Part 1: Use of PDF 1. PDF is a standard for encoding documents in an “as printed” form that is portable between systems. The goal was to address the growing need to electronically archive documents in a way that would ensure preservation of their contents over make changes to pdf file extended period of time and ensure that those documents would be able to be retrieved and rendered with a consistent and predictable result in the future.
This need exists in a wide variety of government and industry areas worldwide, including legal systems, libraries, newspapers, and regulated industries. A standard does not define an archiving strategy or the goals of an archiving system. It identifies a “profile” for electronic documents that ensures the documents can be reproduced exactly the same way using various software in years to come. All of the information necessary for displaying the document in the same manner is embedded in the file. Audio and video content is forbidden.
All fonts must be embedded and also must be legally embeddable for unlimited, universal rendering. Colorspaces specified in a device-independent manner. Use of standards-based metadata is required. External content references are forbidden. A documents in a single file. A-2 file by moving from XFA key to the Names tree that itself is the value of the XFAResources key of the Names dictionary of the document catalog dictionary. Interactive PDF form fields must have an appearance dictionary associated with the field’s data.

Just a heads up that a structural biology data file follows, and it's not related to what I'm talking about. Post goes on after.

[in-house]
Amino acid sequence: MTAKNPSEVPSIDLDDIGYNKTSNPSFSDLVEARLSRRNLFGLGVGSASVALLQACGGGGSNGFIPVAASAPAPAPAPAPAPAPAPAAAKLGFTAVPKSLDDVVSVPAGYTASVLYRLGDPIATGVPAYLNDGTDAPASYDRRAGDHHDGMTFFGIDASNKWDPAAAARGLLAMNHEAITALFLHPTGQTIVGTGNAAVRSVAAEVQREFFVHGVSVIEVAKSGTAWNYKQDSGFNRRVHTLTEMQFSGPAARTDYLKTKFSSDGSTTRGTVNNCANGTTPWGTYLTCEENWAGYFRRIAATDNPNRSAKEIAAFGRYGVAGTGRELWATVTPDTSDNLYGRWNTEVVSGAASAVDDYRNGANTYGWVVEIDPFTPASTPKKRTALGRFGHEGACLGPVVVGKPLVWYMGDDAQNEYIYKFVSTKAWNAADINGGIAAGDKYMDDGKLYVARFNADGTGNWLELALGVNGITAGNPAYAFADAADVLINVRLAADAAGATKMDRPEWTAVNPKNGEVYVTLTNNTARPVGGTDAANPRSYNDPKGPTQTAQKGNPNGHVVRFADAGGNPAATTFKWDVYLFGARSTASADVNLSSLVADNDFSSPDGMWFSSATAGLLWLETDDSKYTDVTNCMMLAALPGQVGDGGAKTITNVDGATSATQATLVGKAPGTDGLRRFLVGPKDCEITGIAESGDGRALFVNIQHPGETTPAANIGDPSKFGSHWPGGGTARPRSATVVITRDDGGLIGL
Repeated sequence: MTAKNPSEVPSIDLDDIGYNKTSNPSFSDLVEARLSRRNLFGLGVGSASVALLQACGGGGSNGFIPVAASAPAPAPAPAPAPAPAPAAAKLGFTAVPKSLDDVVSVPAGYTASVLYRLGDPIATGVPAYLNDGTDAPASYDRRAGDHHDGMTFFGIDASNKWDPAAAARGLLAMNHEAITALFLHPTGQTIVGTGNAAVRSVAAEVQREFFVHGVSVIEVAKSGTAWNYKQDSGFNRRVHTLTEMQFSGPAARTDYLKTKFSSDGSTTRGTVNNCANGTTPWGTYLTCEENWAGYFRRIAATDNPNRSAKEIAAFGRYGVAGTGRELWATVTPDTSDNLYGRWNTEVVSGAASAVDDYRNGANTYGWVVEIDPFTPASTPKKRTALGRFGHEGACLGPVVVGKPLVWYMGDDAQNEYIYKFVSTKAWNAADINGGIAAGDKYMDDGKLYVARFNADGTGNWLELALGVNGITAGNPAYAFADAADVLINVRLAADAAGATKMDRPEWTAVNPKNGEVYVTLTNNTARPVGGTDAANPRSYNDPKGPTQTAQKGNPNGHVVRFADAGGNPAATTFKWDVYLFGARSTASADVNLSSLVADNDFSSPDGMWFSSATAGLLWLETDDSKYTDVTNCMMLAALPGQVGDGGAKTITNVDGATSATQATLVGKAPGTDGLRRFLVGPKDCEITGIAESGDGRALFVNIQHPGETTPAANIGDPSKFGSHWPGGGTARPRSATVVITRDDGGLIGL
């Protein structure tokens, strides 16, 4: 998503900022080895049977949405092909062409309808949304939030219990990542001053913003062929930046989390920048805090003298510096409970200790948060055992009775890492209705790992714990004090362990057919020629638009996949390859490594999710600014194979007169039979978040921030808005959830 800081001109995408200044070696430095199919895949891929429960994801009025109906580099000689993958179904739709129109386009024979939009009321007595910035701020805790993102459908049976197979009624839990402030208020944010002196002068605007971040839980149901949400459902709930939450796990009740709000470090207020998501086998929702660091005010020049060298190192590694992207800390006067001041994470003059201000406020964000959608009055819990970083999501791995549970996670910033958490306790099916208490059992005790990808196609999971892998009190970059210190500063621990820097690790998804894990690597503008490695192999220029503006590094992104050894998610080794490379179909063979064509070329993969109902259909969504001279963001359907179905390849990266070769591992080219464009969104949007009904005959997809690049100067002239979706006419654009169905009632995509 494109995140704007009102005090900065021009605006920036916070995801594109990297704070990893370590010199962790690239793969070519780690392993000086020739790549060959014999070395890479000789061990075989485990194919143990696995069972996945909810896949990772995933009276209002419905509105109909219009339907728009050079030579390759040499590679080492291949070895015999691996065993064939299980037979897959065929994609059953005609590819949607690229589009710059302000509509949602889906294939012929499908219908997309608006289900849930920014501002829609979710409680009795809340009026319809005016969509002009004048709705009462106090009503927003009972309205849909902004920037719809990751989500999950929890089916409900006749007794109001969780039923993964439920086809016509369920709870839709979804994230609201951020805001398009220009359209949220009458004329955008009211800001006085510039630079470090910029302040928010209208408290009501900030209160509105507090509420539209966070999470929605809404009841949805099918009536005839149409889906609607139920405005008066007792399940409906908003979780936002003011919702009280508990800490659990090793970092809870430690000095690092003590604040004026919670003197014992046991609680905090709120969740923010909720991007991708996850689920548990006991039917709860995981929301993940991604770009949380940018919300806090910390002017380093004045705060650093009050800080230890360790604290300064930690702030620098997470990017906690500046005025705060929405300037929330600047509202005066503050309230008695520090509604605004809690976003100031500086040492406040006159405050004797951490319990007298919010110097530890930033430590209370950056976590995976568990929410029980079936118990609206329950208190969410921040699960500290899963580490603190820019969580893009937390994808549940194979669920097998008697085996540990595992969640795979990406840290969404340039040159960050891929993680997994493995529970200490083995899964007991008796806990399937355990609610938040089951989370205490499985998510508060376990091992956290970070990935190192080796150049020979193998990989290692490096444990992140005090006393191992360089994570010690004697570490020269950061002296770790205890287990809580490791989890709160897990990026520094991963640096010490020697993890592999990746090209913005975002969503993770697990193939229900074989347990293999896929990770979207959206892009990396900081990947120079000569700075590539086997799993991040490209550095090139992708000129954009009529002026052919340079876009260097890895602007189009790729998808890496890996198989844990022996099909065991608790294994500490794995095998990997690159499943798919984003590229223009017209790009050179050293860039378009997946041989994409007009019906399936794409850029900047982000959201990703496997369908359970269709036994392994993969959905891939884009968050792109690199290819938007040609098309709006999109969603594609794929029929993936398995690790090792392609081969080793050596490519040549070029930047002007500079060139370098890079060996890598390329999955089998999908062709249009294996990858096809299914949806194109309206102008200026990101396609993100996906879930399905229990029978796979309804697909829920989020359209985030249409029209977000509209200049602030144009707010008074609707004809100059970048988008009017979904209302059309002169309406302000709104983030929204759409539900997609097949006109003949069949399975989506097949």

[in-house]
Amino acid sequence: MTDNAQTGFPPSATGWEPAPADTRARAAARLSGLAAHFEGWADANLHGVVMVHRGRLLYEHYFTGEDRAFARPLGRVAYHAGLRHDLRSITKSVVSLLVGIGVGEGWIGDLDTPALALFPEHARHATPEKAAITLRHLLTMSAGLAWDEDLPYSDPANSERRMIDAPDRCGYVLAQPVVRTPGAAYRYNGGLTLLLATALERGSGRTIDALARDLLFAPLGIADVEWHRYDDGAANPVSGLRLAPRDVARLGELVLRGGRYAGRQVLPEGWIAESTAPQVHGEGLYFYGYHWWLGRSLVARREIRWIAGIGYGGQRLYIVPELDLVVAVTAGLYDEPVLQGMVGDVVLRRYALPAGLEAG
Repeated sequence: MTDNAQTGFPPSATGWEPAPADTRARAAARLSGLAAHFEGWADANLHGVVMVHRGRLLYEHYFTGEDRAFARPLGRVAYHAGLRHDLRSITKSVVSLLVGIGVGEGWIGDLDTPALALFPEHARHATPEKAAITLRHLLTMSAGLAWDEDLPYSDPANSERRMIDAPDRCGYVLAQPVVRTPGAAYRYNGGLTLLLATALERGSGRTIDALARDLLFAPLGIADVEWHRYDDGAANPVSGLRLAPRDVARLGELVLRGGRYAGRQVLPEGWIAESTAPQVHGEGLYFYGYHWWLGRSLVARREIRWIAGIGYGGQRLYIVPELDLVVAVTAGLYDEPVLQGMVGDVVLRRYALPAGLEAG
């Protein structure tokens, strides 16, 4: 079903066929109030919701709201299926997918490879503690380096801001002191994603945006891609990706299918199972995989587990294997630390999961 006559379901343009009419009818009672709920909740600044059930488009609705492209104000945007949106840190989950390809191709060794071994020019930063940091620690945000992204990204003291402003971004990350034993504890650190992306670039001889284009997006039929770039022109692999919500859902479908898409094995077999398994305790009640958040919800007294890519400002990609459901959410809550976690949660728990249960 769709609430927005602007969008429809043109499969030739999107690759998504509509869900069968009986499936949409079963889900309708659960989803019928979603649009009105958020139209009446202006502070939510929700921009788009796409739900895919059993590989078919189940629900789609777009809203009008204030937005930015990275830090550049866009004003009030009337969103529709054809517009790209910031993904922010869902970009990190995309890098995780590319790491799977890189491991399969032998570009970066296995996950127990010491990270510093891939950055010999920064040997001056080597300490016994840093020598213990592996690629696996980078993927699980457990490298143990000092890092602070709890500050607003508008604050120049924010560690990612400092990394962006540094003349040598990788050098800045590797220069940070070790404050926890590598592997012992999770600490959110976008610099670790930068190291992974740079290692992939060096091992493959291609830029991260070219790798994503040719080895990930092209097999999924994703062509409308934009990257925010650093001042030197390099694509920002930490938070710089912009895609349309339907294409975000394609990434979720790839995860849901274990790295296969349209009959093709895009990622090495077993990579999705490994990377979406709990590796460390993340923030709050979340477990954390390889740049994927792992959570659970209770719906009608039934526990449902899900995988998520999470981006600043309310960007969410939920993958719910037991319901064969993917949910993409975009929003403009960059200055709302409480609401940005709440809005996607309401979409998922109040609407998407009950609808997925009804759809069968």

The appearance dictionary shall be used when rendering the field. A’s shortcomings, replacing many of its general guidelines with more detailed technical specifications. 7 of the PDF Reference. A Standard is based on a PDF 1. A files to facilitate archiving of sets of documents with a single file. Part 2 defines three conformance levels. Part 4 of the standard, based on PDF 2.
0, is expected to be published in 2018. A standard, by authors aware of features that present long-term preservation issues. A Competence Center led to the development of the Isartor Test Suite in 2007 and 2008. A-1b conformance, allowing developers to test the ability of their software to validate against the standard’s most basic level of conformance. The veraPDF consortium subsequently won phase 2 of the PREFORMA contract in April 2015. Phase 2 completed on-schedule by December 2016.